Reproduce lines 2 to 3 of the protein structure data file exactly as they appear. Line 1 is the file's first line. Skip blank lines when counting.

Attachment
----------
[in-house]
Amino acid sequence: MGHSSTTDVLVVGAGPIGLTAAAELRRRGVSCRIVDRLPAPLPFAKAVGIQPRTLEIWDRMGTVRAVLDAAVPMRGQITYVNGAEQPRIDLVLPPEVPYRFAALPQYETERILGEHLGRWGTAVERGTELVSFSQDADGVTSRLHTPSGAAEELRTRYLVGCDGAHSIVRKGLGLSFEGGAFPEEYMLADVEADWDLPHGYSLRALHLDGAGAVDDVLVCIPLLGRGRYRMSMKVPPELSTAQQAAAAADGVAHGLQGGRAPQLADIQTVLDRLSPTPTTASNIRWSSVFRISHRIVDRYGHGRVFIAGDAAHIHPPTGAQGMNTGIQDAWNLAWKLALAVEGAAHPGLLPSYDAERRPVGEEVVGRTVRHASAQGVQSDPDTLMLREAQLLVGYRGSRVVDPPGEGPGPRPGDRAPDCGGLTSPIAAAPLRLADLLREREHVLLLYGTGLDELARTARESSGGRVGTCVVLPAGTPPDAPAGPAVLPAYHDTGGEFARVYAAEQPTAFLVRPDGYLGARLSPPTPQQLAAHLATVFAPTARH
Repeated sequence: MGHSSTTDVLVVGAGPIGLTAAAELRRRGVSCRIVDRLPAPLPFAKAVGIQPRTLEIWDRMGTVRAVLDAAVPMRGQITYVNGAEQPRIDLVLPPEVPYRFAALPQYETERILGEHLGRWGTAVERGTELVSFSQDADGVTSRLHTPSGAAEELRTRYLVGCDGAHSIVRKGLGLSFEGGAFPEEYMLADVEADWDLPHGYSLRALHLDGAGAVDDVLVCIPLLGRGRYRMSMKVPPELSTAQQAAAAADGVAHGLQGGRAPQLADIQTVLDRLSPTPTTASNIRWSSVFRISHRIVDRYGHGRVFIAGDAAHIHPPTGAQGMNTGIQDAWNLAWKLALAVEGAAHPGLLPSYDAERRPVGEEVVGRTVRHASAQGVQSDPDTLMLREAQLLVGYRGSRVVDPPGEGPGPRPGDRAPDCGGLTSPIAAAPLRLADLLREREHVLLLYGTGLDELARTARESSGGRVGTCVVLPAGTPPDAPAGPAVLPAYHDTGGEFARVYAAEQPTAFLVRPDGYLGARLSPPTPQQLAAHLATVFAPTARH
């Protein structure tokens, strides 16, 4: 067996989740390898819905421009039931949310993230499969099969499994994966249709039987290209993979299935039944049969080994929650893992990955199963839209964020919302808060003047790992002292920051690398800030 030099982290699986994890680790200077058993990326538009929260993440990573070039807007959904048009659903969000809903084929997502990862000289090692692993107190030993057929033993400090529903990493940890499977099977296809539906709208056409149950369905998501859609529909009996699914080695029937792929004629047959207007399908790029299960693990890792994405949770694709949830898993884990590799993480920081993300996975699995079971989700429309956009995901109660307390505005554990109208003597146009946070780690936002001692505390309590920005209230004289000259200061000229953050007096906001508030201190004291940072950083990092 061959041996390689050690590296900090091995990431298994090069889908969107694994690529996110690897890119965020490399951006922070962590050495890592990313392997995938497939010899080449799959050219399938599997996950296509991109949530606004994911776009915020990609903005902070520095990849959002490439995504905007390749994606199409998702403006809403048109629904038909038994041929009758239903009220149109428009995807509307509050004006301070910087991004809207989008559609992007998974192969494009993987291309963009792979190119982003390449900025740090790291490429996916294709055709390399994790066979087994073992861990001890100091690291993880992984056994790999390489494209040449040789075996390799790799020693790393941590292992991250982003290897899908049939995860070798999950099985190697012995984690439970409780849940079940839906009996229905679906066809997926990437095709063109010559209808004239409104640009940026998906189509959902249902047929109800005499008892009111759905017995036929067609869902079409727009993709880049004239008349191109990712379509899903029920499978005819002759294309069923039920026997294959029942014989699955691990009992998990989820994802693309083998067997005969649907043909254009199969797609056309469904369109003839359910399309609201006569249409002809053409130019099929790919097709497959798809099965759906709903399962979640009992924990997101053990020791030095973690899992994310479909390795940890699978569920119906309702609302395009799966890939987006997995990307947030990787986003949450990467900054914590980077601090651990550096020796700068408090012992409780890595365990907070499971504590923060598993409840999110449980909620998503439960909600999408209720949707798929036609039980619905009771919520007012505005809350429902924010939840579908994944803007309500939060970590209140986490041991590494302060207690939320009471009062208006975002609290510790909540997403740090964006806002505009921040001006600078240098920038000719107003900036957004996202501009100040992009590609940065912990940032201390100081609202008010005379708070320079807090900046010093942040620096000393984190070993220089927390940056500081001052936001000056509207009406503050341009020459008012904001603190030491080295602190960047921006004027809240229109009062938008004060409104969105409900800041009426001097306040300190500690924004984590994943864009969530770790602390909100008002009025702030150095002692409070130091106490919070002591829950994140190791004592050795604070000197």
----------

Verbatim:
Amino acid sequence: MGHSSTTDVLVVGAGPIGLTAAAELRRRGVSCRIVDRLPAPLPFAKAVGIQPRTLEIWDRMGTVRAVLDAAVPMRGQITYVNGAEQPRIDLVLPPEVPYRFAALPQYETERILGEHLGRWGTAVERGTELVSFSQDADGVTSRLHTPSGAAEELRTRYLVGCDGAHSIVRKGLGLSFEGGAFPEEYMLADVEADWDLPHGYSLRALHLDGAGAVDDVLVCIPLLGRGRYRMSMKVPPELSTAQQAAAAADGVAHGLQGGRAPQLADIQTVLDRLSPTPTTASNIRWSSVFRISHRIVDRYGHGRVFIAGDAAHIHPPTGAQGMNTGIQDAWNLAWKLALAVEGAAHPGLLPSYDAERRPVGEEVVGRTVRHASAQGVQSDPDTLMLREAQLLVGYRGSRVVDPPGEGPGPRPGDRAPDCGGLTSPIAAAPLRLADLLREREHVLLLYGTGLDELARTARESSGGRVGTCVVLPAGTPPDAPAGPAVLPAYHDTGGEFARVYAAEQPTAFLVRPDGYLGARLSPPTPQQLAAHLATVFAPTARH
Repeated sequence: MGHSSTTDVLVVGAGPIGLTAAAELRRRGVSCRIVDRLPAPLPFAKAVGIQPRTLEIWDRMGTVRAVLDAAVPMRGQITYVNGAEQPRIDLVLPPEVPYRFAALPQYETERILGEHLGRWGTAVERGTELVSFSQDADGVTSRLHTPSGAAEELRTRYLVGCDGAHSIVRKGLGLSFEGGAFPEEYMLADVEADWDLPHGYSLRALHLDGAGAVDDVLVCIPLLGRGRYRMSMKVPPELSTAQQAAAAADGVAHGLQGGRAPQLADIQTVLDRLSPTPTTASNIRWSSVFRISHRIVDRYGHGRVFIAGDAAHIHPPTGAQGMNTGIQDAWNLAWKLALAVEGAAHPGLLPSYDAERRPVGEEVVGRTVRHASAQGVQSDPDTLMLREAQLLVGYRGSRVVDPPGEGPGPRPGDRAPDCGGLTSPIAAAPLRLADLLREREHVLLLYGTGLDELARTARESSGGRVGTCVVLPAGTPPDAPAGPAVLPAYHDTGGEFARVYAAEQPTAFLVRPDGYLGARLSPPTPQQLAAHLATVFAPTARH